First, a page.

Design Understanding: UX versus UI Design

May 22, 2019

You’ve just downloaded an app and you know you’ve had a bad customer experience when you end up deleting it soon after your first use. It leaves you frustrated and less likely to be a loyal customer. On the flip side, a good customer experience can make you a loyal devotee for life. Thoughtful design can make all the difference between products we use all the time and the ones we ditch. Design has come to mean a lot of things over the years, so naturally there are terms to specify which kind of design we’re talking about. As we’ve moved into the digital age, we’ve collected even more design lingo. The design terms UX and UI pop up frequently these days.

Back in the stone age (pre-web), if you needed a design for your marketing or advertising campaign, graphic design was the only game in town. Your designer took your needs and turned them into a beautiful shiny printed solution thus creating a lasting, static design. With the advent of the web, design evolved to include even more valuable aspects, User Experience Design (UX) and User Interface Design (UI). These terms are used when designing for an interactive product such as websites and apps, rather than print.

UX is all about creating the best customer experience with a company and its products and services. Using a new app as an example, a UX designer would begin a long-term relationship with their client by researching the needs and wants of the users and business goals of the client. They will dig deep into data, speak with actual customers and try to truly understand what would delight the end-user. Then a concept and logical structure for the app is mapped out called a wireframe. This can simply be black and white sketches because the details will be added later. Next, a prototype of the app is developed using UI design (more on that in a bit) and is shared with users for testing. From there, adjustments are made from user feedback and a cycle of constant improvement continues.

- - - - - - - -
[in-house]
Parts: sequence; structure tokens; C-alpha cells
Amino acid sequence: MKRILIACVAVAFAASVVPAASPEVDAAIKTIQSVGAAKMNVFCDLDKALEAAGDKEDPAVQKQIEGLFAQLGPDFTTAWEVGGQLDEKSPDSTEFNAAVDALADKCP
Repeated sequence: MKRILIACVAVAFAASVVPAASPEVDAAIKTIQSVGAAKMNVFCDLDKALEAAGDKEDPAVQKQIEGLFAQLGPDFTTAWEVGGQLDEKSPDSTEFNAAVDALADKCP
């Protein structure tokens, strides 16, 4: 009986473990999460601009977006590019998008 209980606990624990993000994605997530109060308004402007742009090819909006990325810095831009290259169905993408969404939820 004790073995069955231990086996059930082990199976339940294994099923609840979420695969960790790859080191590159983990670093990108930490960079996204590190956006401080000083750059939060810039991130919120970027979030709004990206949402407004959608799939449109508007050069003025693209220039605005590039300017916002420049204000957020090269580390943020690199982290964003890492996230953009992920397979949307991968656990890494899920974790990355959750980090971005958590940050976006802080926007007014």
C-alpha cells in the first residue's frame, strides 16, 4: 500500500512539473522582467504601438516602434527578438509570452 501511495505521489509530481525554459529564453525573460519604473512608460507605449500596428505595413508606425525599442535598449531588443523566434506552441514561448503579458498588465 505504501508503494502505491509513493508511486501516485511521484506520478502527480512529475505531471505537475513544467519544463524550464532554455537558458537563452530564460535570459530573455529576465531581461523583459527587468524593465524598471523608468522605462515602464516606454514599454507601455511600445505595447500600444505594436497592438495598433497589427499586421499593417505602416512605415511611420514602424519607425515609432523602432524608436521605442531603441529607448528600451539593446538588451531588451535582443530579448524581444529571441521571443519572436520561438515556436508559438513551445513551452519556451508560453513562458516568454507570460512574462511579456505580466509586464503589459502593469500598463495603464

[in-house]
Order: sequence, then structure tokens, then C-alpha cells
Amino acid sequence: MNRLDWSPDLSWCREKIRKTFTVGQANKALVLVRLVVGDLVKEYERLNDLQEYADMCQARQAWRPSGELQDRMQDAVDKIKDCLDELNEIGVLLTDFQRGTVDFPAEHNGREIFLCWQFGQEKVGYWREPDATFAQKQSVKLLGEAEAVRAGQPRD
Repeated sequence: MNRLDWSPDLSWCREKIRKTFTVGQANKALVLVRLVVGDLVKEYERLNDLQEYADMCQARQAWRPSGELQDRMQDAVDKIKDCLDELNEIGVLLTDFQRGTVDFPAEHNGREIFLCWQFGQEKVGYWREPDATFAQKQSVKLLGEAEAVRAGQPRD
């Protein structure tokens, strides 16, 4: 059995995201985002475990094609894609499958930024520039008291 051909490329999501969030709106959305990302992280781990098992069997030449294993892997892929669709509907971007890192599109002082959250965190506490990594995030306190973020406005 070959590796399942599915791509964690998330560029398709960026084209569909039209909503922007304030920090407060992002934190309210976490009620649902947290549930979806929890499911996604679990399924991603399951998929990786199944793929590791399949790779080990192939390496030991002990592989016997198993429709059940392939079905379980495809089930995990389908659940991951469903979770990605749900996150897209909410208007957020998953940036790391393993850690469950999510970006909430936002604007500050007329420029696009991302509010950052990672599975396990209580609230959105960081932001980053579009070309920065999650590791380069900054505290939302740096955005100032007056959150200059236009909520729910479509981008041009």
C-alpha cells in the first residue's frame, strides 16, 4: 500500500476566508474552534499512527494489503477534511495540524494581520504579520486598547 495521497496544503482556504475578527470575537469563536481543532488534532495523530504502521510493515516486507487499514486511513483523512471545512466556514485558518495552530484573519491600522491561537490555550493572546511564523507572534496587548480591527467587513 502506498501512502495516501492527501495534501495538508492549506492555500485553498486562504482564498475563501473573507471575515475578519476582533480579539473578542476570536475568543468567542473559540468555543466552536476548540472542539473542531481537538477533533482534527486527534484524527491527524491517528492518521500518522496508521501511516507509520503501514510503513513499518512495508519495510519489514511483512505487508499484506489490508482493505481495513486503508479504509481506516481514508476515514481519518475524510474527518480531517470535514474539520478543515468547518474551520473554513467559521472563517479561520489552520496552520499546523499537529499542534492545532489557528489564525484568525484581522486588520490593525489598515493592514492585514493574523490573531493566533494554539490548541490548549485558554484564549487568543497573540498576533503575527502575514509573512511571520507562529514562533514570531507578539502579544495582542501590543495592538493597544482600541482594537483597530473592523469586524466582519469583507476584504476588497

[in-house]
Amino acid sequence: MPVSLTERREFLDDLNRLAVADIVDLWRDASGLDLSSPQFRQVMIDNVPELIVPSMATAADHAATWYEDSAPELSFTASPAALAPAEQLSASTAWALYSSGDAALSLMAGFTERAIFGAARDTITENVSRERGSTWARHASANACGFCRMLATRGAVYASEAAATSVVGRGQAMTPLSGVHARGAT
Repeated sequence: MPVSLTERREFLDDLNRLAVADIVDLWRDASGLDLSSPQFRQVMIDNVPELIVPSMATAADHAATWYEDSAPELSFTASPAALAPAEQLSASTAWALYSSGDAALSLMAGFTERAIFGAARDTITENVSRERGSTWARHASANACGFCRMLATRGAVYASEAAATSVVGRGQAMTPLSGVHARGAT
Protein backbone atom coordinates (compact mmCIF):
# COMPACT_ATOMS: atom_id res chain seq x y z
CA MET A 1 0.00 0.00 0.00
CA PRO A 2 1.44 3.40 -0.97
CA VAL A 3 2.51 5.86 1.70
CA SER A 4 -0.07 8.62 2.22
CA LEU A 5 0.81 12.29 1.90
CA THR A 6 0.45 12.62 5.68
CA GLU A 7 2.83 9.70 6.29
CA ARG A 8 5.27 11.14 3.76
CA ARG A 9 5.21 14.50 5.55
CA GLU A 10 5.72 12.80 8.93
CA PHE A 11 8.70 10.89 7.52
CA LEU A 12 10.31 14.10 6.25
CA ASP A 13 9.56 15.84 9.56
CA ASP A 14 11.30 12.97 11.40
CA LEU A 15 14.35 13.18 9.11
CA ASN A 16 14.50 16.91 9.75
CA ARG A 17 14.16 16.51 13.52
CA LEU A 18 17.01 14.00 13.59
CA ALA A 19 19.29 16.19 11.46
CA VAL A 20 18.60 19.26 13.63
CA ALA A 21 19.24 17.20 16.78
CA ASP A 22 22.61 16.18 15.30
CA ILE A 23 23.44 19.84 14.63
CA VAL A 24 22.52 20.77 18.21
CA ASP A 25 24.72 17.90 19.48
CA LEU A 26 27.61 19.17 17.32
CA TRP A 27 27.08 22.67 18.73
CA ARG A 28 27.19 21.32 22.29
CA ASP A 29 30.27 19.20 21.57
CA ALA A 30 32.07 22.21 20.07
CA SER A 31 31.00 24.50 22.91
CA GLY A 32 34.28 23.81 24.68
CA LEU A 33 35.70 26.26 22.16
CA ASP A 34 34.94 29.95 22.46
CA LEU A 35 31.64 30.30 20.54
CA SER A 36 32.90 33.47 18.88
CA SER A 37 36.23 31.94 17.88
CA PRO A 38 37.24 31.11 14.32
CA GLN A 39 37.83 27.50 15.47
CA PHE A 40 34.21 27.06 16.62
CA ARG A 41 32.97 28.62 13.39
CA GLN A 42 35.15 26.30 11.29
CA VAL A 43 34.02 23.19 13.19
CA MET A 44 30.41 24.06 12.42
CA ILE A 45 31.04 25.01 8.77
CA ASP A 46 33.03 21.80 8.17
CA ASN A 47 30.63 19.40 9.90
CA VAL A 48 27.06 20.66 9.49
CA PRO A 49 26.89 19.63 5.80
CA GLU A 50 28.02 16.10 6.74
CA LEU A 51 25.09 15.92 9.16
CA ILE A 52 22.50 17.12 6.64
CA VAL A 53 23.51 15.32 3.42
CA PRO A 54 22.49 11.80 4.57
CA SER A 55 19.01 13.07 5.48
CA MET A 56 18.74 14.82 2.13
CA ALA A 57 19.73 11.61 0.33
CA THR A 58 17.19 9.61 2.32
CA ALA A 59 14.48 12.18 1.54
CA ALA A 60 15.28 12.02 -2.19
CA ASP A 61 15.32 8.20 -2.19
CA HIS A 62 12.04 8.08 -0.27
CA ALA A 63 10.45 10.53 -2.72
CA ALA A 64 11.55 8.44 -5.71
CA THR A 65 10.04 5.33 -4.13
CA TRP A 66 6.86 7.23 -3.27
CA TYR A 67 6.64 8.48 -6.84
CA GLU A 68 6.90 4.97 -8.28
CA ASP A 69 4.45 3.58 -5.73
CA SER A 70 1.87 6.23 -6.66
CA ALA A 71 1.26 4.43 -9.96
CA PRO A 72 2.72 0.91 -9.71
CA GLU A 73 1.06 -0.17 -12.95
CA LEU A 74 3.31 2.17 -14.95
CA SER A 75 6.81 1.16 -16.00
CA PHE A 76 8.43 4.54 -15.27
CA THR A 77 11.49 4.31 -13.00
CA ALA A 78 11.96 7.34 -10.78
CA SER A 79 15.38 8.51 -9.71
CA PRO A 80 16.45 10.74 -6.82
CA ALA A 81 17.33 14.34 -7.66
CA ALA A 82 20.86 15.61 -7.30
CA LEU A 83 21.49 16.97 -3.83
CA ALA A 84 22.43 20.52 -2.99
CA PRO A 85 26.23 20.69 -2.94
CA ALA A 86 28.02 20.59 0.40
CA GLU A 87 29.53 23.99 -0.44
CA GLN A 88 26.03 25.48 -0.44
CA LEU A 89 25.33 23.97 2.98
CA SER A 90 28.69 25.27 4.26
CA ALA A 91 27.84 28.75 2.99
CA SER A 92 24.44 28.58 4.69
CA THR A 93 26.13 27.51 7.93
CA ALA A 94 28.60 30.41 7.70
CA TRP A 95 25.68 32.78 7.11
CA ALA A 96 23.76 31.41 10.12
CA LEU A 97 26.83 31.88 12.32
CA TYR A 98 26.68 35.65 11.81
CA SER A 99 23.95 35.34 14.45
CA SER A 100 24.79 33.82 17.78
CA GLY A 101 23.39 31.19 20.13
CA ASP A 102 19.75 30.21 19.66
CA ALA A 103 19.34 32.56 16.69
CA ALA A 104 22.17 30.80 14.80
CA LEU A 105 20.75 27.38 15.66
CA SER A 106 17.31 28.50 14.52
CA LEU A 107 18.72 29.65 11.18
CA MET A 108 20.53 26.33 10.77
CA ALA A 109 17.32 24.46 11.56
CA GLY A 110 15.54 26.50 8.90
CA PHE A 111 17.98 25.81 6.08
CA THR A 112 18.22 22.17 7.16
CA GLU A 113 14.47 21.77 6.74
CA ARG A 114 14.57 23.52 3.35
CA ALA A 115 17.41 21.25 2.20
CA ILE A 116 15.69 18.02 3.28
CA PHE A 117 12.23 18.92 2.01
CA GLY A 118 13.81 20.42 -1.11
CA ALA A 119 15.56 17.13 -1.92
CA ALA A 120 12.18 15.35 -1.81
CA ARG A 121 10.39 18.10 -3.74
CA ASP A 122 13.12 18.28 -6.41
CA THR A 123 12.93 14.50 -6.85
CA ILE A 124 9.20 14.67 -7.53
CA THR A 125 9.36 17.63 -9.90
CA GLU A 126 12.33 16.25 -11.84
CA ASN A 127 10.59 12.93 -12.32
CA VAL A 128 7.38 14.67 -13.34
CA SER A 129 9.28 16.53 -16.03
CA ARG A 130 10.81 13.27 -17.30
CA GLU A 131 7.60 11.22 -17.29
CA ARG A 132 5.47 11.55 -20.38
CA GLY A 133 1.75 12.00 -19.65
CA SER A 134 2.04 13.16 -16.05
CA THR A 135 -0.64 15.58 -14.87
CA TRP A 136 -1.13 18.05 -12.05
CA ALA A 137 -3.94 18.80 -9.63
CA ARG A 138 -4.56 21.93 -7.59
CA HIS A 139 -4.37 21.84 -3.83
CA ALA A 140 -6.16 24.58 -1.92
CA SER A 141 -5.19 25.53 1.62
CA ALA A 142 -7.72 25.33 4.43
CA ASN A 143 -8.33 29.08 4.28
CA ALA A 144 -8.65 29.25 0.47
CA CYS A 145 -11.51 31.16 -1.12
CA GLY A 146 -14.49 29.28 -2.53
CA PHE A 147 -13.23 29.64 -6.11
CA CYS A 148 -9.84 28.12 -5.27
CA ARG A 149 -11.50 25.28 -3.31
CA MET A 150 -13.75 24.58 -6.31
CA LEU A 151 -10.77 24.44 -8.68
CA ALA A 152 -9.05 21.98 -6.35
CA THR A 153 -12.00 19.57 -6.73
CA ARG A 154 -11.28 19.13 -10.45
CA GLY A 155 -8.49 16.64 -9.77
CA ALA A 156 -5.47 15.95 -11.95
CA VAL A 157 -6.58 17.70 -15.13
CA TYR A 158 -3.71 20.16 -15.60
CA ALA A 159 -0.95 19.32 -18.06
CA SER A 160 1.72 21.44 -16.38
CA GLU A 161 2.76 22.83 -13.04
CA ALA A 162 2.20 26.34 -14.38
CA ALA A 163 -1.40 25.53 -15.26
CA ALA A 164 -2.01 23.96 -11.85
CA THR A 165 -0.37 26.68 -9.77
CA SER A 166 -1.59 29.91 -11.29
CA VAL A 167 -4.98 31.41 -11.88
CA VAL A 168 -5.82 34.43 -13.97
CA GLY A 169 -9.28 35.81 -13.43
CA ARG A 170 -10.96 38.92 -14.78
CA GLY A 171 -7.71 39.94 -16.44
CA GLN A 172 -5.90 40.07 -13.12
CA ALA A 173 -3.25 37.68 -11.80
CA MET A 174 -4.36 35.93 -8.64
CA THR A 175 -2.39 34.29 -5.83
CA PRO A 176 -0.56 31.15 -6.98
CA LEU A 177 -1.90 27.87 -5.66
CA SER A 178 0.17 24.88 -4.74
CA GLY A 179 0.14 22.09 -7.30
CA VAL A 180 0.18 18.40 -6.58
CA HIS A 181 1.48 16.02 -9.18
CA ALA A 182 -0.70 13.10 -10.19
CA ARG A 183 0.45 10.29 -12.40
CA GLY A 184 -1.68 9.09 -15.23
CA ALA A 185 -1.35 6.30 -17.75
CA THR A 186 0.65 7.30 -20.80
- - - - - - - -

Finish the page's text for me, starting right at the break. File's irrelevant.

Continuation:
UI is like the bridge between UX and graphic design. It takes the wireframe from the UX design and delivers the actual interactive product complete with functionality and pleasing aesthetics. In our app example, the UI designer would ensure the colors and fonts of the app’s buttons would be easy for users to navigate. UI design is exclusively used for digital products and enhances the user’s experience.

Good design means so much more than just good looks. It’s brains and beauty combined to deliver enticing, useful products to satisfy your customers.